to Emmett O'Loughlin, hydrologist:
Wingecarribee Swamp lies along a narrow valley running
E-W between Robertson and Moss Vale and the bulk of the runoff at
times of heavy rain comes from the hills on either side. This sinks
quickly through the permeable soil to the subsurface water table
and is then pushed up under dynamic pressure towards the surface
through gaps and voids in the peat matrix where it upwells, breaks
the surface and continues downstream by overland flow.
Flow pathways of water in a cross-section of Wingecarribee Swamp
and its adjacent hillsides (adapted from O'Loughlin 1997)
major void in the swamp was the "Dredge Pool" where a pontoon-mounted
dredge had dug out peat for many years. Emmett O'Loughlin presented
graphic evidence at the Mining Warden's Inquiry that the Dredge
Pool was a major point of vulnerability in the Swamp where most
of the upwelling at times of heavy rain would concentrate (See diagram
above) but his evidence was ridiculed, ignored or kept under wraps.
200mm of rain fell on the catchment On Friday August 7th about
the same as a previous deluge in June 1991, which had no visible
effect on the swamp. But this time the swamp collapsed the following
day. Why this time? What had changed between 1991 and 1998? One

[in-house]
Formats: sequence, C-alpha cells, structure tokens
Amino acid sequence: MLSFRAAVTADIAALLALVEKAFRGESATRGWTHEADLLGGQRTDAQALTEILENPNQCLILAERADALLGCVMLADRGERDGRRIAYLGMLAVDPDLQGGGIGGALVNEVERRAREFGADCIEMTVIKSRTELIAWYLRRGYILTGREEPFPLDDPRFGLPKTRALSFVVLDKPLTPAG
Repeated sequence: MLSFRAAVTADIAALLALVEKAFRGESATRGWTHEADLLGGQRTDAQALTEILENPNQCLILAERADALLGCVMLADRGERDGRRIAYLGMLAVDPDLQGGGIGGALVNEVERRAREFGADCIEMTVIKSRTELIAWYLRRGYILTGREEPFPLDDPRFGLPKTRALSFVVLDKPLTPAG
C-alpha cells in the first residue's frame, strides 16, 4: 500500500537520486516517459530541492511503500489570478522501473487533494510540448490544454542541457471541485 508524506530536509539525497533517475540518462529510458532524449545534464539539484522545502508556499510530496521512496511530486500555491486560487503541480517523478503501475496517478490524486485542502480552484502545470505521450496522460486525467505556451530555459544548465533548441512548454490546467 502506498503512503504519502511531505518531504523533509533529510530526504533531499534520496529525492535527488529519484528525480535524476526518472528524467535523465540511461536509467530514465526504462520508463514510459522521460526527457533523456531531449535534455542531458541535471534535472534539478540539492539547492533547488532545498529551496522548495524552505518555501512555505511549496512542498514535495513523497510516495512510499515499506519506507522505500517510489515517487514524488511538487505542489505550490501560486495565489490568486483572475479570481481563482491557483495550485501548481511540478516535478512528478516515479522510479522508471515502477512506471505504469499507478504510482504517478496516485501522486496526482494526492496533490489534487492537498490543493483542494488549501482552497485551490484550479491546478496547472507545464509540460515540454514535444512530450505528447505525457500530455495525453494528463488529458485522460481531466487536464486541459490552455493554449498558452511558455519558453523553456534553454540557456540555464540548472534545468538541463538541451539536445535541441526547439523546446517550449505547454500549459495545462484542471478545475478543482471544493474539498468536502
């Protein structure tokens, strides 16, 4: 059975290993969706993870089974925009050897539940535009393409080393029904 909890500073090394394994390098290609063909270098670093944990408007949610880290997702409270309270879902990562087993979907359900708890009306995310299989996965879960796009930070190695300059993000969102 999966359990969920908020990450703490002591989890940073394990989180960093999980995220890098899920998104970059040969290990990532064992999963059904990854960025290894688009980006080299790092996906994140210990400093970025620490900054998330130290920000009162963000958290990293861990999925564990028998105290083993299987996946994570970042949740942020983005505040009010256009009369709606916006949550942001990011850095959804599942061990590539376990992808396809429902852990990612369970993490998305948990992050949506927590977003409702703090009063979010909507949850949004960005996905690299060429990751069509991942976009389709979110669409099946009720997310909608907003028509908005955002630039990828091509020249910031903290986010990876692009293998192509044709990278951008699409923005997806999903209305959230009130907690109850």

reason was that the extraction rate had escalated in recent years
expanding the area of the dredge pool from 4.7ha in 1990 to 20.8ha
in 1996. (By 1997 it extended right across the swamp from one
shore to the other.)However
there was a more direct mining-related reason.
night of Saturday August 8th, upwelling in the dredge pool lifted
the abandoned pontoon dredge (and crane), from its anchorage and
washed it 1500m through the "Buffer Zone" into the (Wingecarribee)
Reservoir, tearing a channel through the peat and allowing flood
waters to rush through, leading to the collapse of the swamp.
failure of the peatland probably started at a high exposed face
of a void in the peat bed, at the edge of a dredge pool in which
the peat mining had been in progress. Recent mining had significantly
increased the height of the exposed face. The face would have
experienced high blowout forces during the storm of August 1998.
blowout would have been followed by a collapse in the peatbed
that propagated rapidly upslope through the Swamp. Massive volumes
of peat and water flows probably then swept into the dredge pool,
pushing the dredge into and through the peatland downstream from
the dredge pool. The path gouged by the dredge's extended legs
then rapidly developed into an incised channel, bordered by a
destabilised bed of peat. Total collapse of the lower swamp then
Robertson Environmental Protection Society (REPS), 1998.
M. O'Loughlin, Exhibit 75, 1997 Mining Warden's Inquiry
M. O'Loughlin, Mass Movement in Wingecarribee Swamp on 8-9 August
1998: Likely Causes and Rehabilitation, 25 August 1998.